My mom and I standing for climate justice

24 02 2009

For the last 8 months I’ve been spending most of my time organizing what has become the largest demonstration and mass-action to solve the Climate Crisis in history. We’re creating leverage, political pressure, and a sense of urgency around building a clean energy economy. Its called the Capitol Climate Action (CCA) – check out our website at www.capitolclimateaction.org . With 8 days to go, its difficult to believe its actually happening – but it is, on March 2nd in Washington DC at a dirty coal-fired power plant, just blocks away from our congress building – which it literally powers.

We’ve built a coalition of over 70 public health, labor, racial, economic, and social justice, faith-based, conservation, environmental and other advocacy groups (see the list at our website), along with figures like NASA’s Chief Climatologist Dr. James Hansen, and advocates like Vandana Shiva and Bill Mckibben, Rabbis and Reverends (like Rev Yearwood of the Hip Hop Caucus), members of communities directly impacted by the coal cycle, like miners across Appalachia, urban youth that live next to coal plants, native folks who live near extraction…even celebs like Susan Sarandon and Daryl Hannah who will be joining us and risking arrest in a mass non-violent civil disobedience. Its an exciting action to me because its a huge step for a section of the movement who previously were a little nervous about this kind of action – we’re bringing along groups like the Progressive Democrats of America and reaching out to a really broad tent of the progressive majority in our country right now. Most importantly to me, my mother is coming down too – this is the first action I’ve helped organize that she is coming to, and I’m so excited to share my life with her in that way.

Speaking of sharing my life – Current TV just asked me to do a mini-series for them called “acting up” (no relation to the organization Act Up!) – they gave me a camera and I’m making 2 minute long rough, raggedy, one-take “webisodes” and posting them every day up until the action about what its like to organize it.  Its pretty silly and kinda weird, but you can watch it online. Check out my most recent post here: http://current.com/items/89834592/acting_up_3_from_the_capitol_to_hip_hop_clean_energy_now.htm and you can keep up every day here: http://current.com/topics/88871670/acting_up/default/0.htm This is my first time doing anything like this and it feels awkward! At the end they will get aired on actual TV.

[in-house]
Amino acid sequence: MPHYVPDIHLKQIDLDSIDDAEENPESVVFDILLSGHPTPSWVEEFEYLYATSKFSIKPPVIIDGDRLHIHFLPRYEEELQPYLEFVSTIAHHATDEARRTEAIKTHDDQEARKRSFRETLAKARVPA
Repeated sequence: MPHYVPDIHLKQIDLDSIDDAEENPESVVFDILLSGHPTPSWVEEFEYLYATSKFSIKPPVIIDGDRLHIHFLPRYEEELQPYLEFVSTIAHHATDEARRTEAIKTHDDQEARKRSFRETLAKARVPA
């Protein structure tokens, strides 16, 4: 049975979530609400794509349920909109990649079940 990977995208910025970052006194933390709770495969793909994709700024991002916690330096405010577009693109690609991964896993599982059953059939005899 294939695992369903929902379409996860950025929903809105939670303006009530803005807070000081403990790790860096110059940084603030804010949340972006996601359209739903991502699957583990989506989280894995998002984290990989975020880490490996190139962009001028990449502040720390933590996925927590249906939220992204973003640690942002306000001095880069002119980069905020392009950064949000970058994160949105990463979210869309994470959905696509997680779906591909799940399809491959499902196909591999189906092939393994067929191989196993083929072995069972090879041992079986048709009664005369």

What we’re actually doing: we will be sitting-in at the dirty coal power station that literally powers our congressional building in DC. This Power Station is just blocks from Congress and is a national symbol for the stranglehold dirty energy sources like coal have over our communities, our climate and our future. Coal is the single biggest contributor to global warming and it will be impossible to have a safe and secure future for humankind if we continue to burn it.

With a new administration and a new Congress, we have a window of opportunity in the US. But we have to open it — together. We can’t afford to wait any longer for the slow gears of the political process, while our economy tanks and the planet burns. I believe now is the time for bold action that communicates a message of urgency to build a clean energy economy and climate justice.


We’re also doing a big public conference call you can join to learn about the action which will include a few of us describing the scenario, as well as a presentation from NASA’s Dr. James Hansen. It will be:

Wednesday, Feb 25 at 9pm EST, 6pm PST.
The number is 605-475-6400 and enter the participant PIN: 1088562#.

I’m inviting you to come join me and my mom (RSVP on the website now!) – but even if you can’t make it you can watch live streaming video and constant blog and photo updates on our website (www.capitolclimateaction.org)

. If you do come, you can also get on our twitter text loop by sending a text message to: 40404 with the message: “follow capitolclimate” (without quotes) to get updates sent right to your phone as the day unfolds.

Al Gore has said “I can’t understand why there aren’t rings of young people blocking bulldozers and preventing them from constructing coal-fired power plants.” Let’s show him what people are really doing to solve this crisis.